Dealing with law enforcement, courts, judges, and correctional institutions is serious business. I have the utmost respect for the law and love when it functions the way it was intended. We all know though that sometimes things go wrong. Politics may get involved. Money may be an issue in obtaining competent representation. Overcoming public opinion or media bias may be factors in the outcome of certain criminal trials. Mental illness may also complicate many cases.
Once again this topic of law is so vast there is no way I can do it justice in just one or two blog entries. The broader categories I’ve read through are (general) law, law of nations, constitutional & administrative law, military (defense, public property, public finance, tax, commerce [trade], industrial law), labor law (social service, education, cultural law), criminal law, private law, procedures & court, laws, regulations, cases and law of specific jurisdictions, areas (socioeconomic regions, regional intergovernmental organizations). It’s been difficult to choose just a few books to comment on. In my last post I commented on the lighter side of law. In this post I will comment on a couple of book types. The first type are true cases gone awry and the second type are self help books.
During my library read through, I’ve encountered several books which talk about things that have gone wrong. One such book is The Innocent Man: Murder and Injustice in a Small Town by John Grisham.
In this heartbreaking book Ron Williamson, former pro baseball player for the Oakland A’s, was accused of a crime he did not commit. Grisham documents the unbelievable (but true) events that landed an innocent man in jail and the appeals process which ultimately got him out. During the incarceration period, much damage was done and mental and physical health concerns were negelected. The man who was unjustly sent to prison was not the same man who came out. In this case (and many others I have read) mental illness was a factor.
While I would love to comment in depth on the mental health issue alone, for now I will suffice it to say that we as a society need to step up and take some responsibility in these types of situations by ensuring that the mentally ill receive proper treatment. For anyone with a conscience, I highly recommend this book.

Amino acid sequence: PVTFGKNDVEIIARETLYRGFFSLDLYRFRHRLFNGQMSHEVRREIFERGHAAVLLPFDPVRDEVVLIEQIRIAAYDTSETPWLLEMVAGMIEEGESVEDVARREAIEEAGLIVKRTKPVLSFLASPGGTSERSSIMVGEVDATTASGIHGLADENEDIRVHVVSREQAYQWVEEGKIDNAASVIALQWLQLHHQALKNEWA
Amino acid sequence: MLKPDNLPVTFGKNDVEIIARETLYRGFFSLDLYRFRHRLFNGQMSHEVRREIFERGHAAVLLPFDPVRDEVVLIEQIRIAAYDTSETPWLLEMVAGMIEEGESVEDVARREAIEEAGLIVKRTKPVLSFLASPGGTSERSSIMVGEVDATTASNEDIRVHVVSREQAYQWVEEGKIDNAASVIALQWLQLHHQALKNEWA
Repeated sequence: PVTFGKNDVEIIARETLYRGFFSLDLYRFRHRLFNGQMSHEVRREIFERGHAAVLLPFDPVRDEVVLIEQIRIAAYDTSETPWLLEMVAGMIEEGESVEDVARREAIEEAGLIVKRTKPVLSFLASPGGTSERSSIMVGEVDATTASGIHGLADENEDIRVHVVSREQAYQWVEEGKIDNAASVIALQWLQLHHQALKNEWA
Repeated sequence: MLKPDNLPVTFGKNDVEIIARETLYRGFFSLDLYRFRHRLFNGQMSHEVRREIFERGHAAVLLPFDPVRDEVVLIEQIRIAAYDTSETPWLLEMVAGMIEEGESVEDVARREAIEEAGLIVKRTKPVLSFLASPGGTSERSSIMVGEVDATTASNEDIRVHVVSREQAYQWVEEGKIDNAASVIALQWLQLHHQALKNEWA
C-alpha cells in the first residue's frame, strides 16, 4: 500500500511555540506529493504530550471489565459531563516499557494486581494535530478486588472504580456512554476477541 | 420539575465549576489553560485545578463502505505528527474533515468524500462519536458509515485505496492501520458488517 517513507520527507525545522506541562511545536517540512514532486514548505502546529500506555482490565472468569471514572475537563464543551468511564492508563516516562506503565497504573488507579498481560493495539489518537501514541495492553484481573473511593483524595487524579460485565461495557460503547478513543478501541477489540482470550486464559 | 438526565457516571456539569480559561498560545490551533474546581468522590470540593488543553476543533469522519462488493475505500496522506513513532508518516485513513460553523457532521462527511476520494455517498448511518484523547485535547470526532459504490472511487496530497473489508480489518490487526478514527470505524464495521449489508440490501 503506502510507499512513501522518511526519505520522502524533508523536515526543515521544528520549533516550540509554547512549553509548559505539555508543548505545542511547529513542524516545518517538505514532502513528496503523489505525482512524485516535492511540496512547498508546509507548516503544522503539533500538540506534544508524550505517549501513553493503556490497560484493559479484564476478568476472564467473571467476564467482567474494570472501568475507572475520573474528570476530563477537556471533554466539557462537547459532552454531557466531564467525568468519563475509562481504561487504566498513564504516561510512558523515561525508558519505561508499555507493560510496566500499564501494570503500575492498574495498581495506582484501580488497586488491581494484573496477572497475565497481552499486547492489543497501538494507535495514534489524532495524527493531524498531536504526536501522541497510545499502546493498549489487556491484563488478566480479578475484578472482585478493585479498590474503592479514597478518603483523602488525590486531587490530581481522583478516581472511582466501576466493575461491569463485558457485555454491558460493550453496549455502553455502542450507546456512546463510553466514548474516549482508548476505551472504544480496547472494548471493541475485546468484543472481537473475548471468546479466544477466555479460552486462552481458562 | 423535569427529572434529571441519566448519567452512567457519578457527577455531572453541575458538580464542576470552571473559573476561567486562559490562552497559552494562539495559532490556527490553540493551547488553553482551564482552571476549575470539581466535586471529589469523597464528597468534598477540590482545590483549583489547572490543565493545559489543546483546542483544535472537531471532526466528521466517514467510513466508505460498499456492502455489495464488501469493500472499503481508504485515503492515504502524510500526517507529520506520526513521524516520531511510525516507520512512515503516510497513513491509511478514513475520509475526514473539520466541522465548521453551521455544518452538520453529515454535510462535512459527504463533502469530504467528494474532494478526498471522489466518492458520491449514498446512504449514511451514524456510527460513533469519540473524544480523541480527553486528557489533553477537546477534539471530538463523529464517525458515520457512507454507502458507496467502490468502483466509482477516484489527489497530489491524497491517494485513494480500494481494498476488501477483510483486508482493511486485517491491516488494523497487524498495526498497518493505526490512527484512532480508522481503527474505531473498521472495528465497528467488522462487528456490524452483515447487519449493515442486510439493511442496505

There are several types of legal self help books available. One that I consider extremely noteworthy is The Easy Will and Living Will Kit by Joy S. Chambers, Attorney at Law.
This book is written in easy to understand language and walks the reader through the entire process of creating the most common legal documents needed. The author explains when these forms are enough for legal purposes and when one might need to go beyond these forms and consult an attorney. Additionally various state laws are addressed when using do it yourself forms.
My husband and I were already discussing some legal forms we need to have (a result of my read through in the economics section!). This book answered many of our questions and sometimes brought up topics that we hadn’t necessarily considered or aspects of topics we hadn’t realized were necessary. For instance, do you have a plan for the care of your pets in case you are suddenly unable to care for them? Will they have to be relocated to another home if something were to happen to you? Do you want to be the one to specify the terms of their care? How will you provide for their needs (food, shelter, etc)?
Most people need to have three major legal documents on file:
- A simple will (this leaves all property to one person such as a spouse or a child)
- Financial Power of Attorney (this is used in emergencies when you are temporarily or permanently unable to manage your own finances)
- Health Care Advance Directive (aka a Living Will to make your wishes about your medical care known)
The book will point out certain situations when an actual attorney should be consulted. In most cases though, one can just fill out the proper forms and take them to a notary public and have them notarized to make them legal.
Not only does this book do a great job explaining legalities, it provides hard copy forms with examples, explains who needs which forms, and also has a CD Rom included. The CD Rom is extremely user friendly and allows the user to just click and fill in blanks.
Going further still, the book explains how to store your copies safely, where to store your copies (I found some of this surprising), and who you should give copies of what forms.
Overall I would say that this is a very thorough book for the average person and well worth the reader’s time to check out!